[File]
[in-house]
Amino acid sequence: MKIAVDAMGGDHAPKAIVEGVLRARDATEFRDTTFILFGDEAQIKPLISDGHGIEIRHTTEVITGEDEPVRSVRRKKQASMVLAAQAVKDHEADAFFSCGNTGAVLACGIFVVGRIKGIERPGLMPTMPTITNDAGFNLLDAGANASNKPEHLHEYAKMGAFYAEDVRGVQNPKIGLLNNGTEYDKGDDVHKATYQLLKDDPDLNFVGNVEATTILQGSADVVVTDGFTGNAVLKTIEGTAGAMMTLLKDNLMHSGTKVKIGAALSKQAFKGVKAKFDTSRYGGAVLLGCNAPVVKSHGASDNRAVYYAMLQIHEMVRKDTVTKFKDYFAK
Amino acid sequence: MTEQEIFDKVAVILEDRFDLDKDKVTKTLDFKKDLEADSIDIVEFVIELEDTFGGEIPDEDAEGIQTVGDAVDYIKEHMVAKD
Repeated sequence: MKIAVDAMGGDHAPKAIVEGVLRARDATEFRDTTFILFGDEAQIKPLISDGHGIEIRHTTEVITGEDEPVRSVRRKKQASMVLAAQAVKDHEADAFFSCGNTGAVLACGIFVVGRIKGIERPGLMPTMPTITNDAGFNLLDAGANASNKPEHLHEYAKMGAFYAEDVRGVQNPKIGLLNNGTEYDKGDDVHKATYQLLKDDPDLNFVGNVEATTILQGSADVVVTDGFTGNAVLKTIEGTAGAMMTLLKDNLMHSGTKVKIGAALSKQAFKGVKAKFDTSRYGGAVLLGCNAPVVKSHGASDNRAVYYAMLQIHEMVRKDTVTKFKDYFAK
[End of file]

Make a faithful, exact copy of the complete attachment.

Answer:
[in-house]
Amino acid sequence: MKIAVDAMGGDHAPKAIVEGVLRARDATEFRDTTFILFGDEAQIKPLISDGHGIEIRHTTEVITGEDEPVRSVRRKKQASMVLAAQAVKDHEADAFFSCGNTGAVLACGIFVVGRIKGIERPGLMPTMPTITNDAGFNLLDAGANASNKPEHLHEYAKMGAFYAEDVRGVQNPKIGLLNNGTEYDKGDDVHKATYQLLKDDPDLNFVGNVEATTILQGSADVVVTDGFTGNAVLKTIEGTAGAMMTLLKDNLMHSGTKVKIGAALSKQAFKGVKAKFDTSRYGGAVLLGCNAPVVKSHGASDNRAVYYAMLQIHEMVRKDTVTKFKDYFAK
Amino acid sequence: MTEQEIFDKVAVILEDRFDLDKDKVTKTLDFKKDLEADSIDIVEFVIELEDTFGGEIPDEDAEGIQTVGDAVDYIKEHMVAKD
Repeated sequence: MKIAVDAMGGDHAPKAIVEGVLRARDATEFRDTTFILFGDEAQIKPLISDGHGIEIRHTTEVITGEDEPVRSVRRKKQASMVLAAQAVKDHEADAFFSCGNTGAVLACGIFVVGRIKGIERPGLMPTMPTITNDAGFNLLDAGANASNKPEHLHEYAKMGAFYAEDVRGVQNPKIGLLNNGTEYDKGDDVHKATYQLLKDDPDLNFVGNVEATTILQGSADVVVTDGFTGNAVLKTIEGTAGAMMTLLKDNLMHSGTKVKIGAALSKQAFKGVKAKFDTSRYGGAVLLGCNAPVVKSHGASDNRAVYYAMLQIHEMVRKDTVTKFKDYFAK